Last modified on 24 May 2014, at 23:38

mazer

EnglishEdit

Alternative formsEdit

EtymologyEdit

From Middle English mazer, maser, from Old English *mæser, *maser (suggested by derivative mæseren), from Proto-Germanic *masuraz, cognate with Old High German masar (German Maser (spot)), Icelandic mösurr (maple). Reinforced in Middle English by Anglo-Norman mazer, Old French mazre (a kind of maple wood), from the same Germanic source.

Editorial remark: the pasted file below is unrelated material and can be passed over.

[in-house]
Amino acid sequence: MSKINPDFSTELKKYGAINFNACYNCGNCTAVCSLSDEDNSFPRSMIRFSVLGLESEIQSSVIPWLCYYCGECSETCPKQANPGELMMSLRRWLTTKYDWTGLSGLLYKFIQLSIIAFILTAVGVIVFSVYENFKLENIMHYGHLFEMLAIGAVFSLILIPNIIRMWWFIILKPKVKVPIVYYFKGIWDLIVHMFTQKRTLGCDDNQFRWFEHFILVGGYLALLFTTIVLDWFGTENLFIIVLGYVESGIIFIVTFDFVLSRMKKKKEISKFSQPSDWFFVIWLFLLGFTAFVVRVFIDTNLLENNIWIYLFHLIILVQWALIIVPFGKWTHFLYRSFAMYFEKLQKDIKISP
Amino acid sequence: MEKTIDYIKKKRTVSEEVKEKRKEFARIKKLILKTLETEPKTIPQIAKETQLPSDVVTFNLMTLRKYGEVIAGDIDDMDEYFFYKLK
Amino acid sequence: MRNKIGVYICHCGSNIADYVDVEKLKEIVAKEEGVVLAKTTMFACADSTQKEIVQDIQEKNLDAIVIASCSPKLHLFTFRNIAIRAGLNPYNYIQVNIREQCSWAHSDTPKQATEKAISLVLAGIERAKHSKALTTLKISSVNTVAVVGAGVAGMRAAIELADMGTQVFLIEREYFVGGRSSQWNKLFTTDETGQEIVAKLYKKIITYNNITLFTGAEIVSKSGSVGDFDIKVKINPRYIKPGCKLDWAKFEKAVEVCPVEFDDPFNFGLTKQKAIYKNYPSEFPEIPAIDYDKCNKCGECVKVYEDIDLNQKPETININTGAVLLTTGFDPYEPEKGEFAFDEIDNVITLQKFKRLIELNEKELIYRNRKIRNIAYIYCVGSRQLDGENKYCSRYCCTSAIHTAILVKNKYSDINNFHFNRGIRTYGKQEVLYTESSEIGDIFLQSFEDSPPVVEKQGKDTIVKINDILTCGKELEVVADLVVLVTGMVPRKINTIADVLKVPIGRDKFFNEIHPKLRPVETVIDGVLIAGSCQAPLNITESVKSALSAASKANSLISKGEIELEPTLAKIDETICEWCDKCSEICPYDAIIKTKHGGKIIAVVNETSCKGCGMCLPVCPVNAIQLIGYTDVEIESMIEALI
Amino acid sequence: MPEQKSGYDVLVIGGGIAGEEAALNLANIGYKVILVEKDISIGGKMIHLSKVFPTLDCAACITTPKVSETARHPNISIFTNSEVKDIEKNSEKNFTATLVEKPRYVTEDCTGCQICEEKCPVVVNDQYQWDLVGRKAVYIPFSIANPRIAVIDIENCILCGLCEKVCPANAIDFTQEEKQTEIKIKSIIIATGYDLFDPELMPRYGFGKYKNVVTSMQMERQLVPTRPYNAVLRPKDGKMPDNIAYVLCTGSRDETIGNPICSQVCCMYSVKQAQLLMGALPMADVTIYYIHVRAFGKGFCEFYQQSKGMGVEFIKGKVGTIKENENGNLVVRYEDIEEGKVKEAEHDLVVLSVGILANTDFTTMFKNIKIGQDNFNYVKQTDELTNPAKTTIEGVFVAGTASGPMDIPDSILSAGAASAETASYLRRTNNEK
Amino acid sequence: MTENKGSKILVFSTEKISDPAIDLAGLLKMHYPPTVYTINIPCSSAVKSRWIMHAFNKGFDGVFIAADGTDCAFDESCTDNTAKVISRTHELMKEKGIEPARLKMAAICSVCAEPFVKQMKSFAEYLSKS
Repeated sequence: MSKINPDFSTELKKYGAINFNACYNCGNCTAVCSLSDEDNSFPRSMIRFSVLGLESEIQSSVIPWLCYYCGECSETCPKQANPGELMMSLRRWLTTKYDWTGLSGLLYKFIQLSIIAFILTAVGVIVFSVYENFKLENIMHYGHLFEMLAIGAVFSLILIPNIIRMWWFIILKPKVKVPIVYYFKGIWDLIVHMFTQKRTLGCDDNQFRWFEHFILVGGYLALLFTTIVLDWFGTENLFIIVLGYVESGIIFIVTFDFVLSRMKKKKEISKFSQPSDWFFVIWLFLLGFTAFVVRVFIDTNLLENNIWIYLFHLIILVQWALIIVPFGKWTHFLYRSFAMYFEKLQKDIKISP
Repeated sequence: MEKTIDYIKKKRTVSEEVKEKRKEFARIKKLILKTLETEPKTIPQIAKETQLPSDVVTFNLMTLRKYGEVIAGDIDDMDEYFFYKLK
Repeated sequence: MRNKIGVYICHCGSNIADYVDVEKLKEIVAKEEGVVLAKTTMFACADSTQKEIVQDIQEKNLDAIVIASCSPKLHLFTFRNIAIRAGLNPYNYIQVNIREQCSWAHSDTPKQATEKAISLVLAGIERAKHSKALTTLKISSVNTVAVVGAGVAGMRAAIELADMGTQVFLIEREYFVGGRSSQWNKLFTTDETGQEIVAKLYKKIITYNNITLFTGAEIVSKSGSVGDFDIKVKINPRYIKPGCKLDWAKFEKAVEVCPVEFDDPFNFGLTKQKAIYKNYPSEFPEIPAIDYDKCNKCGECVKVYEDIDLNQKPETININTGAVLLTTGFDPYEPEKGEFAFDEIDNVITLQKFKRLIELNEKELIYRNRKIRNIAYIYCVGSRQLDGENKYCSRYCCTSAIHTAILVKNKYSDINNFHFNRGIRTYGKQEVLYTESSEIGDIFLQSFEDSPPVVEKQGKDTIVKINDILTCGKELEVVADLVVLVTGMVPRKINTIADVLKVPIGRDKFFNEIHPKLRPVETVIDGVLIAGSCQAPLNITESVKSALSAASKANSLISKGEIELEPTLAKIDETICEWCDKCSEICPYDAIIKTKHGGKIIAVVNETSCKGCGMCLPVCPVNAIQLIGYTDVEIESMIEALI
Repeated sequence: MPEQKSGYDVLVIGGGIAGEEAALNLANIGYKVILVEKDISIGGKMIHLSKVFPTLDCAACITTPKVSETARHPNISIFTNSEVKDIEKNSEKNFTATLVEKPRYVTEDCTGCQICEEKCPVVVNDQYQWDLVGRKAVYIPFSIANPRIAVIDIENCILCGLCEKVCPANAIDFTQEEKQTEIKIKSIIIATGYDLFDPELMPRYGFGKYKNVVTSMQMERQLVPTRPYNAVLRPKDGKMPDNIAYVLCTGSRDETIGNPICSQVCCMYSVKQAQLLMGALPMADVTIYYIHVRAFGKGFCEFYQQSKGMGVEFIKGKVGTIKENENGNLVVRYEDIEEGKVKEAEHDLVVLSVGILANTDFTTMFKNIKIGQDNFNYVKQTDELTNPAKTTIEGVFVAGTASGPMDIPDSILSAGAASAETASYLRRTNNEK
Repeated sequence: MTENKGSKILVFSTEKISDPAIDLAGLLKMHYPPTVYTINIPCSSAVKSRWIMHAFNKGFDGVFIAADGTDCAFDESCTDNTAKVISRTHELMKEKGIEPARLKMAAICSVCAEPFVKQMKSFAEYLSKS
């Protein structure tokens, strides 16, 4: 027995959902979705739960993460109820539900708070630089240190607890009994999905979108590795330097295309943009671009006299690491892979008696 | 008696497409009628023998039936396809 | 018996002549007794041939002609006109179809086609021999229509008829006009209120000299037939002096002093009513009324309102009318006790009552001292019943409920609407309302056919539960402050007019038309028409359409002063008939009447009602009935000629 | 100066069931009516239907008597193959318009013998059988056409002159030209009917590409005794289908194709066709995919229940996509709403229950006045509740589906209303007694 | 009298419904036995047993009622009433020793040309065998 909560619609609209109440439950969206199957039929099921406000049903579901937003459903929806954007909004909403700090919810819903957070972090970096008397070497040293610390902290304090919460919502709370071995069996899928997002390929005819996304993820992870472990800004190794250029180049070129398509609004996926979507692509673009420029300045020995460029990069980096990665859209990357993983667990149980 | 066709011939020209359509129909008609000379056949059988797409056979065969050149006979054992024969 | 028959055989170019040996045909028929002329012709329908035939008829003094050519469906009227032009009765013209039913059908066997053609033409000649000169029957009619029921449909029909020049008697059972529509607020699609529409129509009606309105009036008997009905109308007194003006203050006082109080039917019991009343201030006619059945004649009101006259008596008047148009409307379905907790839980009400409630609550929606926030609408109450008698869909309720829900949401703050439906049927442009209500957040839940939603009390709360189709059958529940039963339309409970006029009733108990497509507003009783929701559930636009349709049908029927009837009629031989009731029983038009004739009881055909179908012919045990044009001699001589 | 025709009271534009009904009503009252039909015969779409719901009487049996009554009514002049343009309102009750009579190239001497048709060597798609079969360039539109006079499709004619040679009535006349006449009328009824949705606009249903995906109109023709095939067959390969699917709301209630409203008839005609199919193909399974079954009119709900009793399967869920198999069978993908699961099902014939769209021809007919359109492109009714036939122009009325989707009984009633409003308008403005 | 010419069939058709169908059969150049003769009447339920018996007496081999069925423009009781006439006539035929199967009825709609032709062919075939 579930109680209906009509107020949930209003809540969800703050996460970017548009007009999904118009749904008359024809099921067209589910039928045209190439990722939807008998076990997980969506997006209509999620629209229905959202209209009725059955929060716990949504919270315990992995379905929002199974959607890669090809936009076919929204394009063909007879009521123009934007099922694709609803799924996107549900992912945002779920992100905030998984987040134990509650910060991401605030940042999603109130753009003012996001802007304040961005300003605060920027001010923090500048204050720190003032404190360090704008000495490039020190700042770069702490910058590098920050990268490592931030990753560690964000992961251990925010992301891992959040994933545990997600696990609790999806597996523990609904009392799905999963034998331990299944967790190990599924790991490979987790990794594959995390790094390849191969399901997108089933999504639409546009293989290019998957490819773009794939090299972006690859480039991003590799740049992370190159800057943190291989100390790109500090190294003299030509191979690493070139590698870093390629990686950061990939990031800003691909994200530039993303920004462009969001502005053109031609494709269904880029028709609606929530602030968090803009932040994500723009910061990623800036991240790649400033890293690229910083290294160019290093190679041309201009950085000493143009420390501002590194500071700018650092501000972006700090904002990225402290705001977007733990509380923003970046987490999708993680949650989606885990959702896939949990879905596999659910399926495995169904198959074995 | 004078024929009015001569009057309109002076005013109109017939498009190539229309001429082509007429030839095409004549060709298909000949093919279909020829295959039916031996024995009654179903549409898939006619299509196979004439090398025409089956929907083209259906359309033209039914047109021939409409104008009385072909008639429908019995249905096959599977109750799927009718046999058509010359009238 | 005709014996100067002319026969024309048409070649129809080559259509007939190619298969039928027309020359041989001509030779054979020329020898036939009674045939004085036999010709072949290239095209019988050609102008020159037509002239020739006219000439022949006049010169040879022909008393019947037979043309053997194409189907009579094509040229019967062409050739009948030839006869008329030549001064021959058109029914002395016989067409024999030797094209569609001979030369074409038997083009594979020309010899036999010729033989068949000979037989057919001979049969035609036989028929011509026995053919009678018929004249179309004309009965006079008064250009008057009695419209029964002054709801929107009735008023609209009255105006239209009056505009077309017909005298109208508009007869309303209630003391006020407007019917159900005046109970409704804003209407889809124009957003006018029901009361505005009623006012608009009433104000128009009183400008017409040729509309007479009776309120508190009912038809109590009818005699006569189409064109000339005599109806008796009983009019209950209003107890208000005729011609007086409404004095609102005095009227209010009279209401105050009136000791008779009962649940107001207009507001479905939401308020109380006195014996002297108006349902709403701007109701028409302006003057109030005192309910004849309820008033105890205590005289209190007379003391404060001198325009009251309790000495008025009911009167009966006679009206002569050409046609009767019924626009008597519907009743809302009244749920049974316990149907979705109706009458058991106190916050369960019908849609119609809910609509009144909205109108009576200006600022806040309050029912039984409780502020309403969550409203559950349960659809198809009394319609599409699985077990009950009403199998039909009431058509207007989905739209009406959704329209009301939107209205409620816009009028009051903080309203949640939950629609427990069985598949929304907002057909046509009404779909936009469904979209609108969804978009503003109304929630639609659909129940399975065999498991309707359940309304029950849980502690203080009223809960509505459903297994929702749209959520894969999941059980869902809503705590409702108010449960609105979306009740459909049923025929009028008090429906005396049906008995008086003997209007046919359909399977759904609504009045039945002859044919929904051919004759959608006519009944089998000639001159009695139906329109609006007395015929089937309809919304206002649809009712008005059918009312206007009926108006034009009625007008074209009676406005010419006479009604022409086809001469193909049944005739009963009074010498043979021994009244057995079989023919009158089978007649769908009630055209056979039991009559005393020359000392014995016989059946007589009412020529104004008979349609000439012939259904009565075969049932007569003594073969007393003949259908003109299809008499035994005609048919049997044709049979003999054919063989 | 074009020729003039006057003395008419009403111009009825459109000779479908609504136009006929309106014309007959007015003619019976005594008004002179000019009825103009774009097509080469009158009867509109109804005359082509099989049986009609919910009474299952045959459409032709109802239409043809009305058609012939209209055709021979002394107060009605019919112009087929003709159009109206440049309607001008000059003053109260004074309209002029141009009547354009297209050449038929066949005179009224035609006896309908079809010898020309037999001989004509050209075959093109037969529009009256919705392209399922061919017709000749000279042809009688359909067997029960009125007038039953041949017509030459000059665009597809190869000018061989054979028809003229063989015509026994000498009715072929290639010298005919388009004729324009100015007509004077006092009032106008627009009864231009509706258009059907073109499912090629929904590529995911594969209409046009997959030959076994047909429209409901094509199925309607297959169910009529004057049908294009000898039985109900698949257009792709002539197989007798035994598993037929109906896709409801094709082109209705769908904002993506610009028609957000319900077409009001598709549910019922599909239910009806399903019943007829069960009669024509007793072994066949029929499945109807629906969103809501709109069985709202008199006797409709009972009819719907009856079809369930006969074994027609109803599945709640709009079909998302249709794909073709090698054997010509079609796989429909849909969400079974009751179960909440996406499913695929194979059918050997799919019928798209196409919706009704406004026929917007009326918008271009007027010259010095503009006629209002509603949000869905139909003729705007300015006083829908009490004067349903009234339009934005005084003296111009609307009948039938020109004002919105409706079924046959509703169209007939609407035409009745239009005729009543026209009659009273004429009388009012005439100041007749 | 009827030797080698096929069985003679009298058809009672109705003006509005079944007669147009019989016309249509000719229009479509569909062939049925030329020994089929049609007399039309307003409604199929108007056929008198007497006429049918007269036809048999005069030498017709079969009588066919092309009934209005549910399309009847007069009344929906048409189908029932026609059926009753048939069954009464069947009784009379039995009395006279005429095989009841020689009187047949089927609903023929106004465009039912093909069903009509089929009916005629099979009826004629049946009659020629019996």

PronunciationEdit

NounEdit

mazer (plural mazers)

  1. (obsolete) The maple tree, or maple wood.
  2. (archaic or historical) A large drinking bowl made from such wood; a mazer bowl.
    • 1885, Sir Richard Burton, The Book of the Thousand Nights and One Night, Night 16:
      Presently he rose up and set before each young man some meat in a charger and drink in a large mazer, treating me in like manner; and after that they sat questioning me concerning my adventures and what had betided me

Derived termsEdit